Dublin dad was crushed under 40 tonnes of cheese in workplace, inquest hears
A 32-year-old man died after he was crushed beneath 40 tonnes of cheese in a workplace accident.
Robert Ceremuga from Littlepace View, Clonee, Dublin 15 suffered catastrophic crush injuries when a shelf rack collapsed at a cold storage warehouse where he worked in Finglas, Dublin 11.
He died on November 28, 2013 after the shelf rack he was standing next to became unstable and collapsed, an inquest into his death heard.
The accident happened in a cold store room at VP Foods, Jamestown Business Park, Finglas, Dublin 11.
Up to 80 tonnes of cheese were stored in pallets stacked in six bays on shelf racks measuring 15m long, the inquest heard.
A forklift driver was working in the storeroom and had removed between thirty and forty pallets of cheese from the lower shelves on the morning of November 28 2013.
The driver had only been working for the company for a number of weeks and had no formal forklift training, Health and Safety Inspector Frank Kerins said.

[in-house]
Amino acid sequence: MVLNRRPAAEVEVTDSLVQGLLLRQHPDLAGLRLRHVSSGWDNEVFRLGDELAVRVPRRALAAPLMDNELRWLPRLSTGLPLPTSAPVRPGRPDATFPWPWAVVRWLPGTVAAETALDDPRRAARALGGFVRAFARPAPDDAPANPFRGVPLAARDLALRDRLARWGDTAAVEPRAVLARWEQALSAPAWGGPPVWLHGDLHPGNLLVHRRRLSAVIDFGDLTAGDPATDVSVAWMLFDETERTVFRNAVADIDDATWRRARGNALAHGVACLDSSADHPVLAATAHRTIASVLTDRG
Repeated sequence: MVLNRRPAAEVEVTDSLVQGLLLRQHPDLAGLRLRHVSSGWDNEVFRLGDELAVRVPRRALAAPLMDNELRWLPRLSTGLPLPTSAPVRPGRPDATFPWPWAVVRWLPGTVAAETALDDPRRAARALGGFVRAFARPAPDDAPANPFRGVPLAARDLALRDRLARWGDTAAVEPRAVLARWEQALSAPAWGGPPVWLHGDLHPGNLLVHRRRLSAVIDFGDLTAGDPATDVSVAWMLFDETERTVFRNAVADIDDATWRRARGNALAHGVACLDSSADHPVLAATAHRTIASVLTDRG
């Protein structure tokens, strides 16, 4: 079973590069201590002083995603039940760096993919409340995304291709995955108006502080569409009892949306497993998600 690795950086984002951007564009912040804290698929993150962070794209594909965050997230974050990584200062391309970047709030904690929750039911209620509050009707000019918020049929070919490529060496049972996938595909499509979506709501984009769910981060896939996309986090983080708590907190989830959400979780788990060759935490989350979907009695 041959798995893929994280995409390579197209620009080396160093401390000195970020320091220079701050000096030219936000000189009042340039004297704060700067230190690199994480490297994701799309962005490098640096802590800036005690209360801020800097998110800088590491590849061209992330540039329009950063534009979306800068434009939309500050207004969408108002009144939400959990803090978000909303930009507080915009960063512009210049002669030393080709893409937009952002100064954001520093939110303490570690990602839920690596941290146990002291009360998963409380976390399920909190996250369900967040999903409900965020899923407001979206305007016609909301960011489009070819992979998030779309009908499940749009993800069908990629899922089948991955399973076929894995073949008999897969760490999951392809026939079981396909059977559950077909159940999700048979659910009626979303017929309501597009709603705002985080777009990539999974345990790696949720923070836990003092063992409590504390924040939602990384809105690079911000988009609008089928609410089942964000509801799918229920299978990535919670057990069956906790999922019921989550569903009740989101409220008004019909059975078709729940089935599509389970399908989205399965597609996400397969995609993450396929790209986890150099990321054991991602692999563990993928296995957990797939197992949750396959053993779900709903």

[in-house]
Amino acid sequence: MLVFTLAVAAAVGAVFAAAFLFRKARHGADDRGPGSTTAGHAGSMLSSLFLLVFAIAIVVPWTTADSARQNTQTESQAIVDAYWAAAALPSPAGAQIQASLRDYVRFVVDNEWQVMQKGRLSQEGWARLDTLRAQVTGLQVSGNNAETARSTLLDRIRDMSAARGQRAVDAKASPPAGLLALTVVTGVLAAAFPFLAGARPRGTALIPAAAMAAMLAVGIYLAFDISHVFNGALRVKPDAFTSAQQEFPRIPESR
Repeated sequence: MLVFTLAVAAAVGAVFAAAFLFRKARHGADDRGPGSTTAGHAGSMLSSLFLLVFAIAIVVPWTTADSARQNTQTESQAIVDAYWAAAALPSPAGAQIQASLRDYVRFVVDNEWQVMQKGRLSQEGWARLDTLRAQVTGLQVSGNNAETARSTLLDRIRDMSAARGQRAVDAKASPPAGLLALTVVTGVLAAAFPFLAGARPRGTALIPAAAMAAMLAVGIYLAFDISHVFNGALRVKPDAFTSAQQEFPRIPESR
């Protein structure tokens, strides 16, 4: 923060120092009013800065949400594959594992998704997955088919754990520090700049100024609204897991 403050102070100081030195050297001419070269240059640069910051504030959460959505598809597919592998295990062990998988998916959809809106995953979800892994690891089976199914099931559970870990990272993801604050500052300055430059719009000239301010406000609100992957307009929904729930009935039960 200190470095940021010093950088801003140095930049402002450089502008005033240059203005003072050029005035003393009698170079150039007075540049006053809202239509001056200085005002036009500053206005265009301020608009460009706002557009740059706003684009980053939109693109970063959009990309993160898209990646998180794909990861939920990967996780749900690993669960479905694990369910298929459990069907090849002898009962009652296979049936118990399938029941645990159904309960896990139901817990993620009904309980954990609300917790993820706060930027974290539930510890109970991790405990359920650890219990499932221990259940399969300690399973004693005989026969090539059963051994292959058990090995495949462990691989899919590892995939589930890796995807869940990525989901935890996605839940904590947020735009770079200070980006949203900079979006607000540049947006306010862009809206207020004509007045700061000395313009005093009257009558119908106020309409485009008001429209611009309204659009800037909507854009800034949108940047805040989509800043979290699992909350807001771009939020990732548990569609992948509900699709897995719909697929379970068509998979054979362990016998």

He was sitting in the forklift when Robert Ceremuga entered the cold store with a clipboard and asked if he had taken his break.
It's not clear if the forklift struck the shelf or if the racks buckled under the weight of the pallets stacked on the higher shelves, Mr Kerins said.
"The whole thing started to sway and the pallets started coming down...it was all top heavy, once it buckled, it was not able to take the weight. Forty pallets came down. The whole room was a mangled mess of pallets," Mr Kerins said.
The forklift driver jumped out of the cab and ran from the room but Mr Ceremuga had no time to react, the court heard. "It all came down very quickly," Mr Kerins said.
Garda Keith McGrath said that the deceased was found slumped against a wall in the store room.
"There was a huge volume of boxes scattered around the store room with shelving for pallets of cheese that had collapsed," Garda McGrath said.
Each pallet contained one tonne in weight of cheese blocks weighing 25kg each, the court heard.
The cause of death was crush injuries to the head and chest, according to a post-mortem report carried out by State Pathologist Professor Marie Cassidy.
The jury returned a verdict of industrial accident and recommended that forklift training be provided to all operators and that all racking systems should be emptied before any adjustments are made to them.
The man's daughter was just four months old when he died, his wife Maria said in a statement through her solicitor Kieran Johnston.
"She was his pride and joy. I lost my best friend and my entire world. He was ambitious and hardworking, he was an exceptional man. I think about him every day."